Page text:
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JumpyTheFrog

S/O Is it time to get rid of common law marriage?

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Now all states have common law marriage.  Mine doesn't.  Though it does recognize common law marriage in other states. 

 

https://www.nolo.com/legal-encyclopedia/free-books/living-together-book/chapter2-4.html

 

Jean's in first. I was going to say, we don't have common law and we can't have domestic partnerships either, so we're just plain old living in sin. We both think of marriage as religious and we're not religious so we'll only get the piece of paper if we have to for economic reasons.

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In NZ I believe it is 3 years living as if you were in a marriage.  Dh's mum & her partner chose not to get married as she had been previously married 2 times.  The first time was to dh's father & that ended in a nasty divorce.  The second marriage ended when her husband died & she went thru a nasty court case when his children contested the will.  So dh's mum & her partner kept separate bank accounts & had nothing jointly owned at all.  When she had a stroke & had to go into a nursing home the gov't treated them as if they were married.  They had been together 26 years.  At that point my m-i-l decided that they might as well get married as keeping things separate didn't keep things simple.  Her partner ended up dying before they could get the ceremony organised & dividing things afterwards was exactly as if they were married.  There was no difference from what we went through when dh's father died & he had married for the 3rd time.  

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But only in those states (or countries) where common law marriage is even a thing.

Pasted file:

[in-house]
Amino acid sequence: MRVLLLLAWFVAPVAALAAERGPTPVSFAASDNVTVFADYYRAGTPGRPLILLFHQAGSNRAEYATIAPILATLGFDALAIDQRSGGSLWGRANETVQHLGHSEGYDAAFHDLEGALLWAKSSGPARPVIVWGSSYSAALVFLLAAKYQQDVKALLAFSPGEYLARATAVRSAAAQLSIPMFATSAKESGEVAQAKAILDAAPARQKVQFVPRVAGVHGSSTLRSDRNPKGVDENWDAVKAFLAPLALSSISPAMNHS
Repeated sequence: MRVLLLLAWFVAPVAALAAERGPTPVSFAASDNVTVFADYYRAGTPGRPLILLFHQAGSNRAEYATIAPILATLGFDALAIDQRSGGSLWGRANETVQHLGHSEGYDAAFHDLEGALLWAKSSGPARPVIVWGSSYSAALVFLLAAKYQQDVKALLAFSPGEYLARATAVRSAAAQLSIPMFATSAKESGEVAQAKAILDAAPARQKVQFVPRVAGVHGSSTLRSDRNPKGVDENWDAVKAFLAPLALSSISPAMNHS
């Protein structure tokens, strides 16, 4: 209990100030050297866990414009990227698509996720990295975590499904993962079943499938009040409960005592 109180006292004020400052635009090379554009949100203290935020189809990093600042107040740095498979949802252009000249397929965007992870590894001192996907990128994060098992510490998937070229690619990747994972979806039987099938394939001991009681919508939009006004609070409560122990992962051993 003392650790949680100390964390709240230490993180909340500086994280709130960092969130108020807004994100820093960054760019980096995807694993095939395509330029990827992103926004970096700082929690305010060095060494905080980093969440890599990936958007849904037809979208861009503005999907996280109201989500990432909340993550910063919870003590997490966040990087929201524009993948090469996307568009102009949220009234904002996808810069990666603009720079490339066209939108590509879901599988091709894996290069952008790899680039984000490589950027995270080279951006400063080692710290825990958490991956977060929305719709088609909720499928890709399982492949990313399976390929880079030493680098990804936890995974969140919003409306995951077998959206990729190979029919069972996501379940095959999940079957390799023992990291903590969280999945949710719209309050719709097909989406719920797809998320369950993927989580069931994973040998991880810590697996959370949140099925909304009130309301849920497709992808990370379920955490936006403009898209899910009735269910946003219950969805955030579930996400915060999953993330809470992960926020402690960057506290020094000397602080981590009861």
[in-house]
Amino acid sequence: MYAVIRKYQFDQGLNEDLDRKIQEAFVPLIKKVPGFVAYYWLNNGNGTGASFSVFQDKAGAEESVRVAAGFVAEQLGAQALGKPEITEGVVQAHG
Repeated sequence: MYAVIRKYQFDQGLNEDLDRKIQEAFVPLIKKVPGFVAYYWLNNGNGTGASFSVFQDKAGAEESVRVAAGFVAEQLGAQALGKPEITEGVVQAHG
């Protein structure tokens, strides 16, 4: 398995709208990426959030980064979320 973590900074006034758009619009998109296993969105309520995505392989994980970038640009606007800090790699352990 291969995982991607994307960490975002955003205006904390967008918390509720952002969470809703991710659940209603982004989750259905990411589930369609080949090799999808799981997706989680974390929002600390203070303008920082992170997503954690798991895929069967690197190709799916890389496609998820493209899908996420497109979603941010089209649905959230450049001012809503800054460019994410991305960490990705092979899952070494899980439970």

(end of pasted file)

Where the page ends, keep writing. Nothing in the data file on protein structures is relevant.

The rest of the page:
I guess I just assumed every western country was like NZ. It is either 2 or 3 years of living 'as a married couple' then you have a de facto marriage and the same laws that apply to married couples apply (except you don't need a formal divorce). You need laws because normally rational people start behaving like complete lunatics when property and custody issues are involved.

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That seems FAR too short a time frame. When I mentioned upthread that I thought marriage should be something that one has to actively opt out of after a certain period of time, I was thinking 20+ years. I'm not exactly sure how long my relative and his partner have been together but I know it's been at least 25 years. There's a HUGE difference between spending decades cohabiting with someone and spending a single year with him/her.

Yes, it's far too short.

So, in Ontario you're automatically considered common-law after three years of living together in a conjugal relationship. BUT - - Canada Revenue Agency considers you common-law after TWELVE MONTHS. So, in terms of family law (separation etc) you're common law after three years. But for taxation reporting purposes, I had to file as common-law after only one year of living with my partner.

 

I think...and this is just my assumption....the reason that our taxation peeps consider a relationship common-law after such a short period is because our child tax benefit (known commonly as 'baby bonus') is based on the household's income as reported to CRA. When I was a single mother with a deadbeat ex-husband, this was no small pocket change - it was the only way I was able to make ends meet even after working 40+ hours a week. So I imagine that the gov't is trying to avoid paying someone the max amount of Child Tax Benefit to someone who has a second income coming into the household.

 

That's what makes sense to me, anyway. For people who are lower income, any subsidy or assistance or help USUALLY requires you to show the income as reported to CRA - so the higher combined household income means you get less (or no) subsidization.